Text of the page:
LabGuy's World: Chester Newell - Part 3

Newell 1, Reelette Drive prototype. 1967? - 20150526

       On May 23, 2015, I had the pleasure of meeting Joyce Newell in person. Joyce is Chester Newell's widow. She graciously invited me to meet with her and transfer the last remnants of Chester's work to my collection for preservation. This is a list of the most important artifacts I have identified and classified so far. There was also a great haul of documentation. That will be posted at a later time. Stay tuned!

Newell 1, Reelette tape. 1967? - 20150526

       Above we see Chester's answer to the compact cassett. It is called a reelette. It is only 1-1/4 inches in diameter and the tape is a quarter inch wide. It is wound to the spindle so tightly, it is actually one solid mass. It was claimed you could drop on the floor and it would not unwind. It would be fun to try and play this. but, that would violate Labguy's rule of "Do No Harm". So, we will enjoy it is it was found.

       I believe that this is the only one of these. It is quite likely a working mock up. Or it was a production item for an extremely short time. I don't know. Do you? [Drop me a line and let us all know!]

Newell 1, portable reelette tape recorder prototype. 1966? 67? - 20150526

       I can not tell if this was operational or just a mock up. It is pretty heavy for a mock up. I can see a recording head through the opening in the end. None of the media that came with this set of objects seems to interface to this drive. A pity.

Newell 2, computer backup tape prototype. 1970s? - 20150526

       This little guy is a bit different than the earlier machines I've shown so far. This one has a mylar tensioning band running in parallel with the tape. Ever use a tape backup cartridge on your computer? Well, it started right there. More to follow.

Newell 2, computer backup tape prototype. 1970s? - 20150526

       Now this unit is clearly identified the first Newll II data cartridge prototype. It looks like the mature products that existed for decades through the late 80s and well into the 21st century. Again we see the tension bands that made the Newell II process work. These are made of mylar. In the final production units, synthetic rubber bands were used. This prototype cartidge has two mylar belts.

       In the flow diagram, three sets of arrows point out the tape and two mylar drive belts. Still as tight as the day they were installed in the late 70s or early 80s. The green arrows trace the path of the top skinny belt which runs around the outside of the three pulleys. The black arrows trace out the path of the quarter inch mylar belt that drives the tape packs at their rims. The red arrows trace the tape path from the left reel (L) to the right reel (R). The whole system was designed to cleverly control the tape tension at all times. The magnetic tape reel packs are driven at constant rim velocity by the belt. Notice how perfect the tape pack is. This is the result of the air being squeezed out from between the layers of tape.

Newell 1, Reelette based computer backup tape prototype. 1970s? - 20150526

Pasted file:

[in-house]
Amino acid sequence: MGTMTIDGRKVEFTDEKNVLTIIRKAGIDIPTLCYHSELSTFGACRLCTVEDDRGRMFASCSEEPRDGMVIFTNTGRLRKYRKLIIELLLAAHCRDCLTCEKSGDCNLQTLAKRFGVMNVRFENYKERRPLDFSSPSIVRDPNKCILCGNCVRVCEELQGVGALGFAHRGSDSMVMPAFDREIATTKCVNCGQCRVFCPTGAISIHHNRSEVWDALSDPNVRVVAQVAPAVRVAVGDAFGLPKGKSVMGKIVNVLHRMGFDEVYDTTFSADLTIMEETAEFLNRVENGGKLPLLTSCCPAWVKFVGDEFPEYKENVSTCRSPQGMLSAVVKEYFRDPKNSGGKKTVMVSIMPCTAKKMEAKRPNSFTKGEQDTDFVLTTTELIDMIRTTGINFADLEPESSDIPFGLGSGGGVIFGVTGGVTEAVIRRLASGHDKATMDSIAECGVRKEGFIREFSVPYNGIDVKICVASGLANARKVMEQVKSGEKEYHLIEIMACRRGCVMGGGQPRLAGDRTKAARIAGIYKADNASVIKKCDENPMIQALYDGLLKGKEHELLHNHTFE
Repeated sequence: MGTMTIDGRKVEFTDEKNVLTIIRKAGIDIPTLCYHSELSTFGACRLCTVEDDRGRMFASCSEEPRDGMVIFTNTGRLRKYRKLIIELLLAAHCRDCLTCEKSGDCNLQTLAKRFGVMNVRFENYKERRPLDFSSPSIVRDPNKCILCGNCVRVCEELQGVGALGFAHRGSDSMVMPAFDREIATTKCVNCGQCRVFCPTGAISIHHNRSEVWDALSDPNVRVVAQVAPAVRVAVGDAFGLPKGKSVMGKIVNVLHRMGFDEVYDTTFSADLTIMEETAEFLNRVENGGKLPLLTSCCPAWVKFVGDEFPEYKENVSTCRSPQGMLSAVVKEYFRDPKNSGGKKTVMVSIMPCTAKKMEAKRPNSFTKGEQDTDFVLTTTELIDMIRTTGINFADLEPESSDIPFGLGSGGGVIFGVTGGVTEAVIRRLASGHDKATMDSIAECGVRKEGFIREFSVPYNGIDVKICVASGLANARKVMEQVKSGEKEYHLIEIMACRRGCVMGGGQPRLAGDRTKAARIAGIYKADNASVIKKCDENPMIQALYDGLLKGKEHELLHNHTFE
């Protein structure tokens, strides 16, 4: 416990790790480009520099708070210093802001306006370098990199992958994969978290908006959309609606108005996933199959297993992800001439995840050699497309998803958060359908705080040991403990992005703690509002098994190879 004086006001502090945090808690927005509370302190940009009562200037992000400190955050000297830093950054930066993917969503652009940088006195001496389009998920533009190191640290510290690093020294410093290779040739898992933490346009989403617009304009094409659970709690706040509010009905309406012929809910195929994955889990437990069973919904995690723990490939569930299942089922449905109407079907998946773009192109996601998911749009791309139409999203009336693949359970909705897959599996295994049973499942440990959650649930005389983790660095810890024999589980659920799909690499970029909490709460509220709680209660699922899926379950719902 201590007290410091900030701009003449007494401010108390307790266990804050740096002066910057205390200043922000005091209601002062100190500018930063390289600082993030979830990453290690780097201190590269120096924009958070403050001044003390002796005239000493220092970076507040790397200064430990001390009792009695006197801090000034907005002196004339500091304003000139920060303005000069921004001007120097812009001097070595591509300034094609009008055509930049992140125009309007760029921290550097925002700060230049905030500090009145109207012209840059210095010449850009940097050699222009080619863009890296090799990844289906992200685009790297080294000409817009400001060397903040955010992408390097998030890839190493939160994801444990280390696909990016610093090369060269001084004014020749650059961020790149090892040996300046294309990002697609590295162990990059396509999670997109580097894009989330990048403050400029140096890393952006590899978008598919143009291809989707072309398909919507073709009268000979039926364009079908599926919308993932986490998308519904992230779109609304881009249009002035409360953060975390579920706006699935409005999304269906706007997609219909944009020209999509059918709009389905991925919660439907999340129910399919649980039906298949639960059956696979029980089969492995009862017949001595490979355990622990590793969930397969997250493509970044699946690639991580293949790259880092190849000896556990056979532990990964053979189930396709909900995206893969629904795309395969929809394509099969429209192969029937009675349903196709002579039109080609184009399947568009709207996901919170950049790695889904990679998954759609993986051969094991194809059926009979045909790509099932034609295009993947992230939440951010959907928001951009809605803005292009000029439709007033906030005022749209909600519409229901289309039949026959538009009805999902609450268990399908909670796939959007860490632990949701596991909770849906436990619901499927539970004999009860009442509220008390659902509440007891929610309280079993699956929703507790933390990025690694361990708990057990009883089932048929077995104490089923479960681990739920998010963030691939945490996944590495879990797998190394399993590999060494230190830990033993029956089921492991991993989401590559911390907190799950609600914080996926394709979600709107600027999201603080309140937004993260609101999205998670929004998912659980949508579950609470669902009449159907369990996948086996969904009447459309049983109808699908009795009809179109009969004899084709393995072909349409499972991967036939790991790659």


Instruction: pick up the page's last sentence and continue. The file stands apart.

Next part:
This unit may have been intended for the microcomputer market as it existed in the 1970s. Newell's literature is reel big on bragging up the character write abilities of this format. In other words, if the user was typing on a terminal and capturing to tape, each keystroke would cause the tape to jog just far enough to write one byte. Or it could stream data and ridiculously high rates (for the time period). This unit appears to have a huge proprietary 50 pin interface connector, like found on office telephones of that age. This was made by the Datacord division of Newell Industries.

Newell 1, Cassette Tape Recorder prototype. 1970s? - 20150526

       This appears to be a (once upon a time) operational unit. Note the Newell 1 configuration with the capstan roller between the tape packs.

Newell 2, computer backup tape prototype. 1970s? - 20150526

       This is a more finalized form of the quartr inch tape back up cartridges. Newell's cartridge company was called Cartrex.

Newell 1, Reelette Tape changer mock up. 1970s? - 20150526

       This is only a model that does not operate. The buttons are just glued to the panel for instance. Very gnarly looking and most 1970s looking in all aspects. Add a keypad to something in the 70s and it became the iPad of its day!

Newell 1, half inch tape prototype. 1970s? - 20150526

       I must imagine that this was a test bed for measuring the dynamices of tape handling with this system. Later Newell half inch drives were used as video tape recorders and as very high speed instrumentation recorders. One of the most common uses was for high speed data dump capturing for satellites that passed over only occasionally.

       This is the only item of the lot that I will consider experimenting with. Obviously, it needs some serious cleaning and overhauling. But, if it is what I think it is, I should be able to record and play video from it. Bad video probably. But, that is a ways down the pike for now. Stay tuned!

       As time permits, I will document and display more of these wonderful gems right here. So, be sure to check back occasionally to see waht's new.


Created: May 26, 2015 Last updated: June 11, 2015